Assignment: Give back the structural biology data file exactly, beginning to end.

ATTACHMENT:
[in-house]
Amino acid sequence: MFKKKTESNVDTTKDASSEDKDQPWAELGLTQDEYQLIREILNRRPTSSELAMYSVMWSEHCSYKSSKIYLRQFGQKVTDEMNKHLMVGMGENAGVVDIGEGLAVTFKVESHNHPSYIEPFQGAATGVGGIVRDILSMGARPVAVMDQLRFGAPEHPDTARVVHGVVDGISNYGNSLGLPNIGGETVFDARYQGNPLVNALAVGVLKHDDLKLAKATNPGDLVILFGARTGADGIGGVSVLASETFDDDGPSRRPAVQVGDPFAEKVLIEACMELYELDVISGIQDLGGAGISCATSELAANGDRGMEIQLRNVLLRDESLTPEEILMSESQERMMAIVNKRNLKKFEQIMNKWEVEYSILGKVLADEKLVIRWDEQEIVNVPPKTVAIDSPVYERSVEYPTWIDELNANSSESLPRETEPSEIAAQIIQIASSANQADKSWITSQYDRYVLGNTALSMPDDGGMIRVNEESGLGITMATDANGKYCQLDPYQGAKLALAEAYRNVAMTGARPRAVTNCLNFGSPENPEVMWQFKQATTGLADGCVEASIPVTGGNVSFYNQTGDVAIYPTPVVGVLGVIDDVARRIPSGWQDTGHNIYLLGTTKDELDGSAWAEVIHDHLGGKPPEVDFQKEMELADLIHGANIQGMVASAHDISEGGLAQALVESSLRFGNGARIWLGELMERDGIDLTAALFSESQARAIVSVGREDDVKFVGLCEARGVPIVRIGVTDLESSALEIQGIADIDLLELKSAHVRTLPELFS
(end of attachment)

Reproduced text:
[in-house]
Amino acid sequence: MFKKKTESNVDTTKDASSEDKDQPWAELGLTQDEYQLIREILNRRPTSSELAMYSVMWSEHCSYKSSKIYLRQFGQKVTDEMNKHLMVGMGENAGVVDIGEGLAVTFKVESHNHPSYIEPFQGAATGVGGIVRDILSMGARPVAVMDQLRFGAPEHPDTARVVHGVVDGISNYGNSLGLPNIGGETVFDARYQGNPLVNALAVGVLKHDDLKLAKATNPGDLVILFGARTGADGIGGVSVLASETFDDDGPSRRPAVQVGDPFAEKVLIEACMELYELDVISGIQDLGGAGISCATSELAANGDRGMEIQLRNVLLRDESLTPEEILMSESQERMMAIVNKRNLKKFEQIMNKWEVEYSILGKVLADEKLVIRWDEQEIVNVPPKTVAIDSPVYERSVEYPTWIDELNANSSESLPRETEPSEIAAQIIQIASSANQADKSWITSQYDRYVLGNTALSMPDDGGMIRVNEESGLGITMATDANGKYCQLDPYQGAKLALAEAYRNVAMTGARPRAVTNCLNFGSPENPEVMWQFKQATTGLADGCVEASIPVTGGNVSFYNQTGDVAIYPTPVVGVLGVIDDVARRIPSGWQDTGHNIYLLGTTKDELDGSAWAEVIHDHLGGKPPEVDFQKEMELADLIHGANIQGMVASAHDISEGGLAQALVESSLRFGNGARIWLGELMERDGIDLTAALFSESQARAIVSVGREDDVKFVGLCEARGVPIVRIGVTDLESSALEIQGIADIDLLELKSAHVRTLPELFS